ATLANTA, USA -- Centers for Disease Control and Prevention (CDC) researchers, in collaboration with researchers from the United States and Brazil, have investigated the first series of infants with laboratory evidence of congenital zika virus infection documented to have onset of microcephaly after birth.
The report, published on Tuesday in CDC’s Morbidity and Mortality Weekly Report, describes 13 infants in Brazil with congenital zika virus infection who did not have microcephaly at birth, but later experienced slowed head growth. Among these infants, 11 later developed microcephaly. Slowed head growth and microcephaly were accompanied by significant neurologic complications. Although microcephaly was not present at birth, the infants had other brain abnormalities consistent with congenital zika syndrome.
The study reveals that among infants of mothers exposed to zika virus during pregnancy, the absence of microcephaly at birth does not rule out congenital zika virus infection or the presence of zika-related brain abnormalities.
The findings highlight the importance of recent CDC guidance on initial and continuing medical and developmental evaluations of infants with possible congenital zika virus infection and the importance of early neuroimaging for infants who were exposed to zika virus prenatally.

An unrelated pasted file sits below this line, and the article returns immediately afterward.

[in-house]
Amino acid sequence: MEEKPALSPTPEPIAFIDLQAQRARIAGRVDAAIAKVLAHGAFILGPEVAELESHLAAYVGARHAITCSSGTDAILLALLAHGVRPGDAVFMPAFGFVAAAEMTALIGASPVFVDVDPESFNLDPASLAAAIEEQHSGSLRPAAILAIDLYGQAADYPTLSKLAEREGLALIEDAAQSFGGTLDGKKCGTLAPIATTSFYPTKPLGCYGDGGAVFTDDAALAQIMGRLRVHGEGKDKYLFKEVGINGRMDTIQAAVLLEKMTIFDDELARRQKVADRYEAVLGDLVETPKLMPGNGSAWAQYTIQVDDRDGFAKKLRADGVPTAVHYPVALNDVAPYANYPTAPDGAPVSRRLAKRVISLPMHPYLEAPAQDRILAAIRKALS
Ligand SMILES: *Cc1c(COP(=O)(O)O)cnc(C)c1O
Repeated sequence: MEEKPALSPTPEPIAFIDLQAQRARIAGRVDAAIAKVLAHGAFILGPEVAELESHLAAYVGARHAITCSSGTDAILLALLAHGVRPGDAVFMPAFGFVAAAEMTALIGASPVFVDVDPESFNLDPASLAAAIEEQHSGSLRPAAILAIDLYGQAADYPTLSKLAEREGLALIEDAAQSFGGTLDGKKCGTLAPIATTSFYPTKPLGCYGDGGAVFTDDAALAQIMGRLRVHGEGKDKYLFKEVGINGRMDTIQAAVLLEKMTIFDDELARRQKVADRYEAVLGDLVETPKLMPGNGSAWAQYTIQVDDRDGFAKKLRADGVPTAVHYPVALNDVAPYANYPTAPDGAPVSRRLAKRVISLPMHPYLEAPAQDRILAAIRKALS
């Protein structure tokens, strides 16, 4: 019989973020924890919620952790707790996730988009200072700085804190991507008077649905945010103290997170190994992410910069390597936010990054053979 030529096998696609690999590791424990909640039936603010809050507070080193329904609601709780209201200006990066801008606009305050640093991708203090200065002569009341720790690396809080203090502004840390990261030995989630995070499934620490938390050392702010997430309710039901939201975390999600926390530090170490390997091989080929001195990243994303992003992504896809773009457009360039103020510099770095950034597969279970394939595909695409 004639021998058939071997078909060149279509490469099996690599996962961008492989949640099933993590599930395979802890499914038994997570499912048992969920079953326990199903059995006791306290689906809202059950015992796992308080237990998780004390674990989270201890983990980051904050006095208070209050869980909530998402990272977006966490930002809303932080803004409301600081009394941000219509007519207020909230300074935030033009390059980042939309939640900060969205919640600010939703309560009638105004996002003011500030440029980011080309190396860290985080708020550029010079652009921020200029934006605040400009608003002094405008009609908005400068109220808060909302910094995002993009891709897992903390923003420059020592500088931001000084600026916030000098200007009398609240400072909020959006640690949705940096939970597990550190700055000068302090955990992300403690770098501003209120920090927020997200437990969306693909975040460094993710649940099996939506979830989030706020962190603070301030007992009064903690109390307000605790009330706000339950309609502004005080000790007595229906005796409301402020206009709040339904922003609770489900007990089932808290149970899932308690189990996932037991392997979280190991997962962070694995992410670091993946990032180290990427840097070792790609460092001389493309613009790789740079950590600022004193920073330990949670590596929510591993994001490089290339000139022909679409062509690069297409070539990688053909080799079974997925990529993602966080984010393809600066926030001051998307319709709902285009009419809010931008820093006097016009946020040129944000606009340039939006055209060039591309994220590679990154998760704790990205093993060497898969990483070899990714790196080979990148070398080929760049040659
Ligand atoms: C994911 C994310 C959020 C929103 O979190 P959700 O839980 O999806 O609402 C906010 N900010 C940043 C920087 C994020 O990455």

CDC continues to recommend that pregnant women not travel to areas with zika. If a pregnant woman travels to or lives in an area with active zika virus transmission, she should talk with her healthcare provider and strictly follow steps to prevent mosquito bites and sexual transmission of zika virus. Pregnant women with possible exposure to zika virus should be tested for zika infection even if they do not have symptoms.
CDC continues to encourage women considering pregnancy and their partners in areas with active zika transmission to talk to their healthcare providers about pregnancy planning so that they know the risks and the ways to reduce them.